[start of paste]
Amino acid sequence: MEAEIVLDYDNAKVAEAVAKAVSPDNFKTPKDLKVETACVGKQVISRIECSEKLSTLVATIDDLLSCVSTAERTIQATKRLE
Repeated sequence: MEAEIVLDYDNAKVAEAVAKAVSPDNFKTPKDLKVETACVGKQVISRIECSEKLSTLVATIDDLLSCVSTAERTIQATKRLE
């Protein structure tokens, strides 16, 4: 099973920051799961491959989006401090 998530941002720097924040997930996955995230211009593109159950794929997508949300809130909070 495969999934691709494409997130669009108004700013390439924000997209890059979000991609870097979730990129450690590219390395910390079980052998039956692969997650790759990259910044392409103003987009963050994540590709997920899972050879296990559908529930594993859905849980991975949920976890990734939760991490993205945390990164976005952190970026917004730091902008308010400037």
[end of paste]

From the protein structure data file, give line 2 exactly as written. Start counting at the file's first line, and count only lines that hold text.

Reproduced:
Repeated sequence: MEAEIVLDYDNAKVAEAVAKAVSPDNFKTPKDLKVETACVGKQVISRIECSEKLSTLVATIDDLLSCVSTAERTIQATKRLE